|KFYR, KQDY, KSSS, KXMR, KYYY|
First air date
|August 15, 1958|
Former call signs
|1350 kHz (1958–1971)|
Call sign meaning
|Power||10,000 watts (day)|
24 watts (night)
|Translator(s)||104.1 K281DC (Bismarck)|
KBMR (1130 AM), known as "Country 1130", is a radio station located in Bismarck, North Dakota, owned by iHeartMedia, Inc. The station runs a classic country format. It is one of six iHeartMedia-owned stations in the Bismarck-Mandan area.
On June 6, 1957, Dakota Broadcasters—a consortium of Walter Nelskog, Paul Crain, Delbert Bertholf and D. Gene Williams—obtained a construction permit for a new radio station to serve Bismarck on 1350 kHz, with 500 watts during the day. The construction permit was originally known as KBMK before changing to KQDI before sign-on. From a tower near the Corral Drive-In in Bismarck and studios above a drug store on Fifth Street, KQDI signed on August 15, 1958. It was co-owned with stations in Minot and Billings and Great Falls, Montana; like them, it was a music-heavy station without network programming, playing Top 40 tunes. One of the station's first disc jockeys was Mandan native Tony Dean, who later hosted a regional outdoors program on television and radio.
After several changes in ownership, Weldon T. and Betty S. Heard bought KQDI in 1962. The purchase heralded a series of changes. On April 15, 1963, KQDI became KBMR, for "Bismarck-Mandan Radio", and shifted toward a "good music" format.
Another change in business operations kickstarted a regulatory case of interest to electric utilities in the state. The Heards switched electricity suppliers from Montana-Dakota Utilities to the Capital Electric Cooperative, a rural electric cooperative. MDU objected to the ability of Capital to serve the customer, who was not part of the cooperative, and started a series of legal battles over the regulation of such rural associations in the state. Disputes of this kind resulted in a state law intending to restrict the territory of utilities and electric cooperatives in 1965.
Alvin "Andy" Anderson was appointed general manager in late 1963, and later purchased the station in 1965. The format was changed to country music, and the company expanded. September 12, 1968, brought KBMR-FM 94.5, the first stereo radio station in the Bismarck area; by that time, the company also was the Muzak franchisee in the area. An even bigger change was on the horizon for the AM: in 1971, the FCC approved a power increase from 500 to 10,000 watts on a new frequency, 1130 kHz; the boost gave KBMR the highest wattage of any AM station in North Dakota. Along with the higher power, a new transmitter building was built on the site. Anderson additionally purchased a station in Polson, Montana.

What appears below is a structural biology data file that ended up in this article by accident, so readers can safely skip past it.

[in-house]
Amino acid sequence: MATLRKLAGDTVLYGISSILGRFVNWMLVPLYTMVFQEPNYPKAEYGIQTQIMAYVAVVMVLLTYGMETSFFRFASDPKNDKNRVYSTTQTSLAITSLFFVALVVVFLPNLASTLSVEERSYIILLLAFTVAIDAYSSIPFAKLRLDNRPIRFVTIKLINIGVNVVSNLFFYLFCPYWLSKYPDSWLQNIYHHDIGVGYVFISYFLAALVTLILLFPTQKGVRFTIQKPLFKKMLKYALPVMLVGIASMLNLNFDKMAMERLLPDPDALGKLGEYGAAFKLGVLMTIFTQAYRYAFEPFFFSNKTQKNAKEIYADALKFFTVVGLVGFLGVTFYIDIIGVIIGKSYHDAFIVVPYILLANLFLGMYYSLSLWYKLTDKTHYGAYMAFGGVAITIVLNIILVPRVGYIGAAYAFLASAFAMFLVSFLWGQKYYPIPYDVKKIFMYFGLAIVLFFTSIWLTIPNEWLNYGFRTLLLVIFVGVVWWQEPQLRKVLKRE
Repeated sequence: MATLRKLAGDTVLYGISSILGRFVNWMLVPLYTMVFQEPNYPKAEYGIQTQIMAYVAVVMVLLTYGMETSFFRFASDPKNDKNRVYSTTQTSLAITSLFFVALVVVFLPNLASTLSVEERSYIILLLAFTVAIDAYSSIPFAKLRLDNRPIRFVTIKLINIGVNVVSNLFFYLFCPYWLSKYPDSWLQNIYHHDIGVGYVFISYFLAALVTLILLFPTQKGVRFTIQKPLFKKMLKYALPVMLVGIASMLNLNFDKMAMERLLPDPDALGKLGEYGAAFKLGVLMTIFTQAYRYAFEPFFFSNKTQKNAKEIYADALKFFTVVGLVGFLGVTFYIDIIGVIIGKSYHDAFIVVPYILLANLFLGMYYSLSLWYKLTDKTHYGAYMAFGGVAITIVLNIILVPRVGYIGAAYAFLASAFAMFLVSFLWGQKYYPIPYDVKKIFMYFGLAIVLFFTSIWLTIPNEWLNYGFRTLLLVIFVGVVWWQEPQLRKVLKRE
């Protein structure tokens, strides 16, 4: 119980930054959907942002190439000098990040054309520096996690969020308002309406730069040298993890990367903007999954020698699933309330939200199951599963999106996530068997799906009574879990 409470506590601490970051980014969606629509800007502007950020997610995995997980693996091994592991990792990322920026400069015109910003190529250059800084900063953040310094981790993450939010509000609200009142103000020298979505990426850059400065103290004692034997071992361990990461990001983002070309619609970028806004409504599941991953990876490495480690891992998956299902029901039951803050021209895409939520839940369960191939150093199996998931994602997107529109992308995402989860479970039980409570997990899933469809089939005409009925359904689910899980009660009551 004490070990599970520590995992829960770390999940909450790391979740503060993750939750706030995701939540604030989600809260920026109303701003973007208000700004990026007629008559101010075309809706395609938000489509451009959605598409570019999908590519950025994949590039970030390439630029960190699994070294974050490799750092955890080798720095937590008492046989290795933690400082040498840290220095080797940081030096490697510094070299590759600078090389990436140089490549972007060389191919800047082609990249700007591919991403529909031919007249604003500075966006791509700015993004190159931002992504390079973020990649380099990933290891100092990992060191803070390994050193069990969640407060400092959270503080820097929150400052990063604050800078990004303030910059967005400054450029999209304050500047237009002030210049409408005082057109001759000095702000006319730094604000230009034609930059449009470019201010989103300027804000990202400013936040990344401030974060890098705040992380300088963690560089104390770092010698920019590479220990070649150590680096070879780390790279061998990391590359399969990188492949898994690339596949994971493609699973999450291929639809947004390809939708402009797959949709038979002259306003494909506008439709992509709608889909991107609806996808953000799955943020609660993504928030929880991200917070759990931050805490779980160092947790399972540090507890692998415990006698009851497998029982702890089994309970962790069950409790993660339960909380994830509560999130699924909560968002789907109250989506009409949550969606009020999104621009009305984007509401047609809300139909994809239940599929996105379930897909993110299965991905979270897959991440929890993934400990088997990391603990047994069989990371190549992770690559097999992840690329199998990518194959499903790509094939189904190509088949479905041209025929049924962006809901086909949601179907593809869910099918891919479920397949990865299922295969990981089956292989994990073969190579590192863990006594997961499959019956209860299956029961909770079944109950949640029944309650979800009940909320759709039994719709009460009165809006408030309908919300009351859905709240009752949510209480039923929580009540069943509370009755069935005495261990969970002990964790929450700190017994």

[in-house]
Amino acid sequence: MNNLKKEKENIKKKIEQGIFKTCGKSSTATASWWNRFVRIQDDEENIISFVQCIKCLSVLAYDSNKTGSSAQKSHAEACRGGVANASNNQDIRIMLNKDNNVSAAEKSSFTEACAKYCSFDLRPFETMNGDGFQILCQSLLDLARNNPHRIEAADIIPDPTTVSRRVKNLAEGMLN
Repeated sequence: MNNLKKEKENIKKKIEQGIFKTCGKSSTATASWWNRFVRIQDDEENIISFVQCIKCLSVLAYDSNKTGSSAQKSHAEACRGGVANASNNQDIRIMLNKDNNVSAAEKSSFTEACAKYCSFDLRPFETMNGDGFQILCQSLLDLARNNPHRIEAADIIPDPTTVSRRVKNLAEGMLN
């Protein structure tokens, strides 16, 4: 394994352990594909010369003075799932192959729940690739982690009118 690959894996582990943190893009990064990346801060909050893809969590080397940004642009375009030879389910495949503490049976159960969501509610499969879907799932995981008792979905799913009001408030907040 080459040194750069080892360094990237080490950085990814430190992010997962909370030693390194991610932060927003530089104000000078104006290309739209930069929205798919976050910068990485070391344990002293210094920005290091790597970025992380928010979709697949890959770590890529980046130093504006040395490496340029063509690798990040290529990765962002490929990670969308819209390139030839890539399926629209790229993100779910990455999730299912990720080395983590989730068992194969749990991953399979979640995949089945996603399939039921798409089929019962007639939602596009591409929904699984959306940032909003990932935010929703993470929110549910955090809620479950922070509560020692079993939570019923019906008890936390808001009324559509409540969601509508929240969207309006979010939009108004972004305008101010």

By 1981, KBMR was Bismarck's top-rated station, though it was hurt as the 1980s progressed and listeners shifted to FM stations. A final upgrade to 50,000 watts took effect in November 1985, giving KBMR statewide coverage—but still no nighttime signal.
Anderson had planned as early as 1990 to move KBMR to a new license and frequency, 710 kHz, which would enable nighttime service. The 710 frequency would instead sign on in August 1999 as talk station KXMR.
Toward the end of Andy Anderson's life, his company sought to sell the cluster of stations that had developed: KBMR, the FM (now KQDY), and KSSS (101.5 FM), plus the under-construction KXMR. In 1998, the new Cumulus Media began pursuing the Anderson stations. Cumulus had already acquired a cluster of four local Jim Ingstad stations, but its attempt to buy the local Meyer Broadcasting radio stations had failed. A sale was announced in January 1999, and Cumulus took over the stations under a management agreement while it waited for the deal to close. The sale never closed. Concerns over competition effects from the deal prompted the FCC to designate the transaction for hearing in December 2000, a rare move that signaled federal approval was unlikely and led to the deal being scrapped, with Anderson Broadcasting resuming operation of the cluster. During this time, Andy Anderson died at the age of 81.
Anderson Broadcasting was more successful in its second attempt to sell its radio stations, this time to a consortium of general manager Bob Denver, sales manager Terry Fleck and Jim Ingstad. Radio Bismarck Mandan then sold three of the stations to Clear Channel Communications, forerunner to iHeartMedia, in 2004; KXMR had already been sold to the company the year before as part of a transaction that gave Ingstad two stations in southern Minnesota.